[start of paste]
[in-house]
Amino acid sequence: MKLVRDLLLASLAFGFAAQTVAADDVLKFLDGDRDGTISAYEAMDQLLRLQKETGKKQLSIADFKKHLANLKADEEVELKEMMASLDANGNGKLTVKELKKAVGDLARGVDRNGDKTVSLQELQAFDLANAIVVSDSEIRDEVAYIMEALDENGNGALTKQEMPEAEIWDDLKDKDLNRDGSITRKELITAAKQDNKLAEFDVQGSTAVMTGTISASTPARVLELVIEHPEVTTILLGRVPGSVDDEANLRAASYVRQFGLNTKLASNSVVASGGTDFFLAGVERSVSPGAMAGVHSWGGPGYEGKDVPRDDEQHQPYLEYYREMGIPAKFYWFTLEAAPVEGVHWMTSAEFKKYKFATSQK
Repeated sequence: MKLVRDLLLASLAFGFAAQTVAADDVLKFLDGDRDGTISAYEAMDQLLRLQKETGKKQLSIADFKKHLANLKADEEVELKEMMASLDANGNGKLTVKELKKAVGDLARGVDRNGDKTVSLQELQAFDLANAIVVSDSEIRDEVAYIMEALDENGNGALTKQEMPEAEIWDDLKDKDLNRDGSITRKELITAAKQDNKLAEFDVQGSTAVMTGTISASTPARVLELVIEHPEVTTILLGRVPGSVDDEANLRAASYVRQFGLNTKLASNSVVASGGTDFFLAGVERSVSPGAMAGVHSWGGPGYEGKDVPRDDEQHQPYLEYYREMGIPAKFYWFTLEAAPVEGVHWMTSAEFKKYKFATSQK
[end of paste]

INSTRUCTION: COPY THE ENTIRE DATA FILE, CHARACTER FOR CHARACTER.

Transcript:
[in-house]
Amino acid sequence: MKLVRDLLLASLAFGFAAQTVAADDVLKFLDGDRDGTISAYEAMDQLLRLQKETGKKQLSIADFKKHLANLKADEEVELKEMMASLDANGNGKLTVKELKKAVGDLARGVDRNGDKTVSLQELQAFDLANAIVVSDSEIRDEVAYIMEALDENGNGALTKQEMPEAEIWDDLKDKDLNRDGSITRKELITAAKQDNKLAEFDVQGSTAVMTGTISASTPARVLELVIEHPEVTTILLGRVPGSVDDEANLRAASYVRQFGLNTKLASNSVVASGGTDFFLAGVERSVSPGAMAGVHSWGGPGYEGKDVPRDDEQHQPYLEYYREMGIPAKFYWFTLEAAPVEGVHWMTSAEFKKYKFATSQK
Repeated sequence: MKLVRDLLLASLAFGFAAQTVAADDVLKFLDGDRDGTISAYEAMDQLLRLQKETGKKQLSIADFKKHLANLKADEEVELKEMMASLDANGNGKLTVKELKKAVGDLARGVDRNGDKTVSLQELQAFDLANAIVVSDSEIRDEVAYIMEALDENGNGALTKQEMPEAEIWDDLKDKDLNRDGSITRKELITAAKQDNKLAEFDVQGSTAVMTGTISASTPARVLELVIEHPEVTTILLGRVPGSVDDEANLRAASYVRQFGLNTKLASNSVVASGGTDFFLAGVERSVSPGAMAGVHSWGGPGYEGKDVPRDDEQHQPYLEYYREMGIPAKFYWFTLEAAPVEGVHWMTSAEFKKYKFATSQK